Deer Are on the Move Throughout the Region

Overall Activity Status: With brisk temperatures, falling acorns, and the rut in gear in Arkansas, Georgia, South Carolina, and some … Continued

Overall Activity Status: With brisk temperatures, falling acorns, and the rut in gear in Arkansas, Georgia, South Carolina, and some portions of Florida and Louisiana, whitetails are moving well and hunters are reporting numerous deer sightings from their stands and some are harvesting good bucks.

Fighting: Many southern hunters do not believe that rattling works in the South. It may not be as prevalent as other areas of the nation, but bucks still fight and will at times respond to rattling. I admit that I try rattling off and on during the season. It only works occasionally, but when it does, it can be exciting and productive.

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Byron Morris, shown here, went hunting last Tuesday morning in Burke County, Ga., along the Savannah River, before going to work. A friend had seen a 12-point buck a few days prior from a tripod stand overlooking a two-year-old cutover. Byron decided to hunt the stand that clear, 42-degreee morning. Morris tells the story:

“I had been using my ‘Rack Pack’ rattling device for a few seasons but not with much success. So, for this hunt I brought a set of ‘Black Rack’ by Flextone. I picked up the antlers and rattled for a minute just before 8:00, and set them back down. About 15 minutes later as I was peering across the clear cut, I caught movement to my left, only to look down and see a mature buck 10 yards away and approaching the tripod that I’m sitting on. I quickly turn the power of the scope mounted on my 7mm-08 Encore down to 3.5x as the buck stops just in front of the tripod. He is so close that I am looking at him through my legs and the camo net draped from the railing.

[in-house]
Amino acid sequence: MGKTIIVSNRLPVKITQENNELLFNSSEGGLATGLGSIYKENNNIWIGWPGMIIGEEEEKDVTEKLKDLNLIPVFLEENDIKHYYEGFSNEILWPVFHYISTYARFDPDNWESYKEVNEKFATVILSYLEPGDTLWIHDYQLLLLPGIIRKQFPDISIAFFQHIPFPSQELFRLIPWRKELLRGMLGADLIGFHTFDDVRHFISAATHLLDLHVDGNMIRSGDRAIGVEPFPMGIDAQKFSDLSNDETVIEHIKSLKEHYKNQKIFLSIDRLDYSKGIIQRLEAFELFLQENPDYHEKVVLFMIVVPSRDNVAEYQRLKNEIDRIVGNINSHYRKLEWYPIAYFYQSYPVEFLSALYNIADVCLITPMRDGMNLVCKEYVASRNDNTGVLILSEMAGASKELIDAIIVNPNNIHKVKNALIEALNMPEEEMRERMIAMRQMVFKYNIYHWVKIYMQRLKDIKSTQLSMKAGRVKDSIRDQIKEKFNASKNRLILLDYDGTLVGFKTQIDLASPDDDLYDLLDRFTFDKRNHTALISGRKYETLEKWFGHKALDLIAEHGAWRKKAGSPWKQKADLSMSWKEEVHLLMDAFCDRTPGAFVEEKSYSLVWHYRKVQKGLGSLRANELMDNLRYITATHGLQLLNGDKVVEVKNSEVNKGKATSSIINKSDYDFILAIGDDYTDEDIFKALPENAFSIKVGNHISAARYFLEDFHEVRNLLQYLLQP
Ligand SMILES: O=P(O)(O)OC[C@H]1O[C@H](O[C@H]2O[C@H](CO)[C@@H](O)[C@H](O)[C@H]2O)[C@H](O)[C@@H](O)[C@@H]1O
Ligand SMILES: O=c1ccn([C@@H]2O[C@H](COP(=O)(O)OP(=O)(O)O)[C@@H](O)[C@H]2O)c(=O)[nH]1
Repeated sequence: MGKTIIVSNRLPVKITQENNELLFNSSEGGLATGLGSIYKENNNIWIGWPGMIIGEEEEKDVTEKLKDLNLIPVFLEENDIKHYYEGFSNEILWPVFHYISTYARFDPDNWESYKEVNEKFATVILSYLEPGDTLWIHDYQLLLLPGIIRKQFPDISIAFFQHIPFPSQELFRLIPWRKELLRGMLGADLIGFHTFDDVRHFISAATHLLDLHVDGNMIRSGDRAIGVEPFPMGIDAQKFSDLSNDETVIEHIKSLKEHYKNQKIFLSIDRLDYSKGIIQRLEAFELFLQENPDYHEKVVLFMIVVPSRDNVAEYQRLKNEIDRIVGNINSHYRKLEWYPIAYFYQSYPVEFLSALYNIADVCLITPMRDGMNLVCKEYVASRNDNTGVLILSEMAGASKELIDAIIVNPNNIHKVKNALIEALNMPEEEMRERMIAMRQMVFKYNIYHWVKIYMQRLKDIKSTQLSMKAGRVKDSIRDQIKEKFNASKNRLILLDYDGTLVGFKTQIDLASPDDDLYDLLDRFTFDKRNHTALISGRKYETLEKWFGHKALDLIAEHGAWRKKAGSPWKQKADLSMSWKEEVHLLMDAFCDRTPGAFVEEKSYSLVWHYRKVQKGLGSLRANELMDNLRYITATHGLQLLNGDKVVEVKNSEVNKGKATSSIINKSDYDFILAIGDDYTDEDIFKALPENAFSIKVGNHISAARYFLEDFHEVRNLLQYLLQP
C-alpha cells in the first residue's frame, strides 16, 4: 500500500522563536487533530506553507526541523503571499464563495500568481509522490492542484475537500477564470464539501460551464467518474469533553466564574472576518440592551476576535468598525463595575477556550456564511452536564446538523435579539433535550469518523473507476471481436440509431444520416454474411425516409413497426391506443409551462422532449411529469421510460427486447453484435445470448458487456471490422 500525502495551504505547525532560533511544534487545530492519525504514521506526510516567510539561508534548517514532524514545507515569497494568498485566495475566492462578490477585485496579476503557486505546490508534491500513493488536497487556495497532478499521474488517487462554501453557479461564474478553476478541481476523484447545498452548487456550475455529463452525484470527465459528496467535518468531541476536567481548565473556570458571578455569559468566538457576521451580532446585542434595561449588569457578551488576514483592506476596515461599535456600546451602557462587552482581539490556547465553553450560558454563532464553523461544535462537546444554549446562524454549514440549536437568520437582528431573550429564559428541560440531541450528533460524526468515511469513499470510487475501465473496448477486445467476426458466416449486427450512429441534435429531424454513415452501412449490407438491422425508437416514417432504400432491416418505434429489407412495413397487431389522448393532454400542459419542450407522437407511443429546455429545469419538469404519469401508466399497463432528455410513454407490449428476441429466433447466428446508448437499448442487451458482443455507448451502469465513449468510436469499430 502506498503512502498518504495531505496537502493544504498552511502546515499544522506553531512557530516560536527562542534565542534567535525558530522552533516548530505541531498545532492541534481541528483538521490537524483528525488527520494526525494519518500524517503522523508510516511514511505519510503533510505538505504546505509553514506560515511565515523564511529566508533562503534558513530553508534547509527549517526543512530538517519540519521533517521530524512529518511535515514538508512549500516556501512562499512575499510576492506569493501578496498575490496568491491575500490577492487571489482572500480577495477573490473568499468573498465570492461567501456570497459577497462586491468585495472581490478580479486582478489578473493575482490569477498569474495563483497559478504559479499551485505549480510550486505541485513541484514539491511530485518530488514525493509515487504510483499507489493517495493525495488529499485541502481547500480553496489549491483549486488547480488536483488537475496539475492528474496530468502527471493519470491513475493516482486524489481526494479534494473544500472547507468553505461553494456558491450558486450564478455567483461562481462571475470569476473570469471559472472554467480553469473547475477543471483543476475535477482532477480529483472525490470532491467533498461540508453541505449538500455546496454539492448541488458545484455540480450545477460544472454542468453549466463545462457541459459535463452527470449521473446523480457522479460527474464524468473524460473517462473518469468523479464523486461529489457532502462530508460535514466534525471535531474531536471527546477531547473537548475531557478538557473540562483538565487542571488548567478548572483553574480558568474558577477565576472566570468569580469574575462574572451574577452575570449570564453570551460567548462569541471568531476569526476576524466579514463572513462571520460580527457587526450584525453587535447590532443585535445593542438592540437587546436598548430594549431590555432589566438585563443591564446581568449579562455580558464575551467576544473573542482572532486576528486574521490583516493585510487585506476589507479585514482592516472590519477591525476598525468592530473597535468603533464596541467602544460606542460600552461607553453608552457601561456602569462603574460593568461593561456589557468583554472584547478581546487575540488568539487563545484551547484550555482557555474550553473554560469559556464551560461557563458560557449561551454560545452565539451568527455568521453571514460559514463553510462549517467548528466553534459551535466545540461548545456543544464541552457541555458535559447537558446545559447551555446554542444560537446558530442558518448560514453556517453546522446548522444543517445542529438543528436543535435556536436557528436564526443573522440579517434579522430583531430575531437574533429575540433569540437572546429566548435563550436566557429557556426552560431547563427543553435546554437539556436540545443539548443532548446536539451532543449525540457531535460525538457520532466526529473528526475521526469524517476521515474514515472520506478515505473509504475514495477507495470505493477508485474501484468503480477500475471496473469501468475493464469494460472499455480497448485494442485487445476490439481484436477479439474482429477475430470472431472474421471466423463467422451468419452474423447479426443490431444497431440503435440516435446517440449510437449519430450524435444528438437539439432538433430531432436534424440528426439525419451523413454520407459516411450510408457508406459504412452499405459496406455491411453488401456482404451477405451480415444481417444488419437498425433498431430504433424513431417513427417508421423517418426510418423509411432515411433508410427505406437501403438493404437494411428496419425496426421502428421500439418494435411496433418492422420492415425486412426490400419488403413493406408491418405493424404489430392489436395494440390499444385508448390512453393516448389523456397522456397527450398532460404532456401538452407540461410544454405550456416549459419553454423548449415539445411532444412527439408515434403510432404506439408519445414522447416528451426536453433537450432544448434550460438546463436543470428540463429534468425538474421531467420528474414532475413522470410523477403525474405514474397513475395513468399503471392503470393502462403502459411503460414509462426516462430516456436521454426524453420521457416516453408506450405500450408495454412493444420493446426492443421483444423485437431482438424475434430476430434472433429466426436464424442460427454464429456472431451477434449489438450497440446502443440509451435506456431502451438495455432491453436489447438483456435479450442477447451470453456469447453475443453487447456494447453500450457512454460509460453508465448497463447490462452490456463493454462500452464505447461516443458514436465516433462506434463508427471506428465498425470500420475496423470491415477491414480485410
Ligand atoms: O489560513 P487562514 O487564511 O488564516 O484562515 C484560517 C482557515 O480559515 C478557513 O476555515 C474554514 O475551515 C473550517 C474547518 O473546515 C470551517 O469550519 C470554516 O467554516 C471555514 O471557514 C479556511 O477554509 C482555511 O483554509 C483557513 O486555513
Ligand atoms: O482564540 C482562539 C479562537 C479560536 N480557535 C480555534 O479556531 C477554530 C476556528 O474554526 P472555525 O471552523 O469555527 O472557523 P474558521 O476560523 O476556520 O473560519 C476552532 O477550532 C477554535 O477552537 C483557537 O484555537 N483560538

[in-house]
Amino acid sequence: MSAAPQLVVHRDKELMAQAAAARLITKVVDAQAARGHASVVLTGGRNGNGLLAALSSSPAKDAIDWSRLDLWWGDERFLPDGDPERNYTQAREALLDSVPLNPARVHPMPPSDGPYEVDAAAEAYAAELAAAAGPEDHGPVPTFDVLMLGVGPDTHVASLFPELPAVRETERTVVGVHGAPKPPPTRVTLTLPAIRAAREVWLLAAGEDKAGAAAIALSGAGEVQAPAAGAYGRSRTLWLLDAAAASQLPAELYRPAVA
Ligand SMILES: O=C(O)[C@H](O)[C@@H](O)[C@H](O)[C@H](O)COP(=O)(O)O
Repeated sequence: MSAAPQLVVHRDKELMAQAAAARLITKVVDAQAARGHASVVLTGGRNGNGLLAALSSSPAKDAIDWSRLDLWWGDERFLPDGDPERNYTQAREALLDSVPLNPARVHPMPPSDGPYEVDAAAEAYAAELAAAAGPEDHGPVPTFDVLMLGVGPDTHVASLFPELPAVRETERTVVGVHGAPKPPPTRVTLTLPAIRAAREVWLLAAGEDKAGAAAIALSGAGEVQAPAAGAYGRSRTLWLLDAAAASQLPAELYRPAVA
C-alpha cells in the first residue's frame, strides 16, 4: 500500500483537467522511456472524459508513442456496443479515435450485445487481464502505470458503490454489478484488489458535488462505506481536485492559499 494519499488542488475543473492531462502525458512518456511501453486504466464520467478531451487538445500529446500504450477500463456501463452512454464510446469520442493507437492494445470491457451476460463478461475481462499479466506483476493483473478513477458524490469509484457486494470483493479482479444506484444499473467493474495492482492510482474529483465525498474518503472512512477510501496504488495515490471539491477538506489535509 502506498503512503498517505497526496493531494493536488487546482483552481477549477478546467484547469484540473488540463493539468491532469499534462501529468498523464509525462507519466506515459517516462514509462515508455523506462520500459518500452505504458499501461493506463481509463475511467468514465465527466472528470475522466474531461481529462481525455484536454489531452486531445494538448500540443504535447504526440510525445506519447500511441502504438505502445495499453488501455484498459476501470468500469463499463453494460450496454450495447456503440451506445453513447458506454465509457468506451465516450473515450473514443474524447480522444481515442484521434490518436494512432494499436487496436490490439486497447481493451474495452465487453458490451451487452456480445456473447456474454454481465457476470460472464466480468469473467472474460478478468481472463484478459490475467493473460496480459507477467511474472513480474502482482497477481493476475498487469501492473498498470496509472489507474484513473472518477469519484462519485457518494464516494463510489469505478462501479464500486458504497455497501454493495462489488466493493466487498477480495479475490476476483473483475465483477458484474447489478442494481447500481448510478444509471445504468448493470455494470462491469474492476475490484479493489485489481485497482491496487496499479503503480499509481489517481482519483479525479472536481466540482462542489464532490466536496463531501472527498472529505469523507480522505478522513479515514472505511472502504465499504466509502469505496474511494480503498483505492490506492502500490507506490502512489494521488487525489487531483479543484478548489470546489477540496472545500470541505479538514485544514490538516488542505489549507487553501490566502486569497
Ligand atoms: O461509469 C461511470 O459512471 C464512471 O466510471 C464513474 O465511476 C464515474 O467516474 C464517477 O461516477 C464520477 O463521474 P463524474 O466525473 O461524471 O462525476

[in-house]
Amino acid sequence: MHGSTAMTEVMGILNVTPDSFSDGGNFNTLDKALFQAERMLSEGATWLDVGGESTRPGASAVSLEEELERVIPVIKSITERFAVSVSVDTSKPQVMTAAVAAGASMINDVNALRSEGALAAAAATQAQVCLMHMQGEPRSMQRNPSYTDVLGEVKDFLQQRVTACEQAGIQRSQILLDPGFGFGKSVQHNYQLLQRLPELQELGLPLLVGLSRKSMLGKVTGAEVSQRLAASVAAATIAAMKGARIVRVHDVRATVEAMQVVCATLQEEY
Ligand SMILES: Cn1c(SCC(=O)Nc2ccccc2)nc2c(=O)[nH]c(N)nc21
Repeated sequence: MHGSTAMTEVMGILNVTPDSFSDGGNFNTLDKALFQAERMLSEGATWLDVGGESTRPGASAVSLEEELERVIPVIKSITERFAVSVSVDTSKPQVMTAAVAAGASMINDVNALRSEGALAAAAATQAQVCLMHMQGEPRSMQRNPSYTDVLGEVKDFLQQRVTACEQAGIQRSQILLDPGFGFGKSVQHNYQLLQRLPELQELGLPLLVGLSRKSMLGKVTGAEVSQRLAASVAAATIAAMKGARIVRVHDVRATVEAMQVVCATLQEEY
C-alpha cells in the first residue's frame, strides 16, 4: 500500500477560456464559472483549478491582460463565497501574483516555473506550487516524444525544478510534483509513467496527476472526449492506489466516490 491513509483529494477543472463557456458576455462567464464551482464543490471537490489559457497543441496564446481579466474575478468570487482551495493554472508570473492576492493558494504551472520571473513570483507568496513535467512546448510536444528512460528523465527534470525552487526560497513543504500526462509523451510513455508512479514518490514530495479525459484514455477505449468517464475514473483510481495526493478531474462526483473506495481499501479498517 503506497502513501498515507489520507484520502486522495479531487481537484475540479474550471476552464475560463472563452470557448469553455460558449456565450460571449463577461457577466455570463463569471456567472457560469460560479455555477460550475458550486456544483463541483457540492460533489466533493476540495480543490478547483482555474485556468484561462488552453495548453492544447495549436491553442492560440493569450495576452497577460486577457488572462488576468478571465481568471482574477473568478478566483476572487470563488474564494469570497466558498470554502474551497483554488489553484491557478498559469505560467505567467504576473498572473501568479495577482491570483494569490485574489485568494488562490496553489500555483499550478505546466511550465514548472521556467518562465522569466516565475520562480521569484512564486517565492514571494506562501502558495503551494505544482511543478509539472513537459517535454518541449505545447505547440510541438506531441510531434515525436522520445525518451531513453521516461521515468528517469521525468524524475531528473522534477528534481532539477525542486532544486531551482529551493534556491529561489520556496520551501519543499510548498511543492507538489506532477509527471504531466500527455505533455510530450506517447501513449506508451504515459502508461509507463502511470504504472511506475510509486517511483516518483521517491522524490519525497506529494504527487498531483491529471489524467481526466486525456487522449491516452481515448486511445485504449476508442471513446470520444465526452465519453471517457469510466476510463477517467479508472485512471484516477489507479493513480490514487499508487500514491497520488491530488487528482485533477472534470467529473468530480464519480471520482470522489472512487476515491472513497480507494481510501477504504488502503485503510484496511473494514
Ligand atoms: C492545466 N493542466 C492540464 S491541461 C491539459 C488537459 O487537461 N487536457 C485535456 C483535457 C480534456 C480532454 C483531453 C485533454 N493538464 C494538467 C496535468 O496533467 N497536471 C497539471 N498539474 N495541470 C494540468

“Whether he noticed some movement on my part or winded me, the buck spins and runs straight away and is roughly 50 yards when I shot. He went another 70 yards, stopped and went down in plain view,” Byron relates. “This buck had a 18-inch inside spread with 20-inch beams, will score in the mid 120s, was 5 ½ -6 ½ years old. Interestingly, the buck also had a broken nose bridge, giving him a boxer look, so I have named him ‘Rocky.'”

Rub/Scrape making: Laying down sign has evolved into running after does in some areas. Several hunters in Arkansas noted that scrapes were not being tended as much and some had gone cold in Saline and Pulaski counties. However, one tract of land that I hunt on in suburban Georgia has plenty of tended scrapes.

Mississippi, Alabama, and parts of Louisiana are exhibiting increased rubbing as their bucks are inching closer to pre-rut.

Chasing: It appears that bucks are in the chasing phase for those areas in the rut. A hunter in Union county, S.C., reports lots of chasing and rut activity. They’re ‘hammering it hard’ in Aiken County, S.C., according to another hunter.

Lots of young bucks are being seen chasing in Crawford and Franklin counties in Arkansas. Small bucks have been observed cruising hard in Faulkner County, while in extreme south Arkansas, the action has been slow. Georgia bucks are also in on the action, with a hunter in Jasper County seeing seven bucks chasing. One Georgia hunter saw a buck on the move nonstop, grunting and out of breath. If you hunt in one of these states, now is the time to be out there.

Daytime movement: With many hunters seeing so much rut activity, it all points to excellent daytime movement. On Georgia hunter made the observation that the majority of rut activity is in the morning. I have found that to be true also. Most of the movement that I have been seeing has been in the first two hours after dawn. Plan to be set in your stand well before dawn arrives and be ready.

Estrous signs: A hunter in Franklin County, Ark., reports seeing a young buck mount a doe. With numerous accounts of bucks chasing does, it indicates that many of them are in estrus. Mature bucks are also being seen getting in on the chase in Georgia, South Carolina, and Arkansas.

X-Factor: Don’t sit on your hands if the bucks are rutting in your area. Some hunters in South Carolina, particularly Chester County, expressed that they felt as if they were at the tail end of their rut ,with it having started in late October. The wild chasing won’t last forever, and in a matter of time, the bucks will be worn down and most of the does will be bred. If there is chasing and rut activity on your hunting land, do what you can to be out there as much as possible.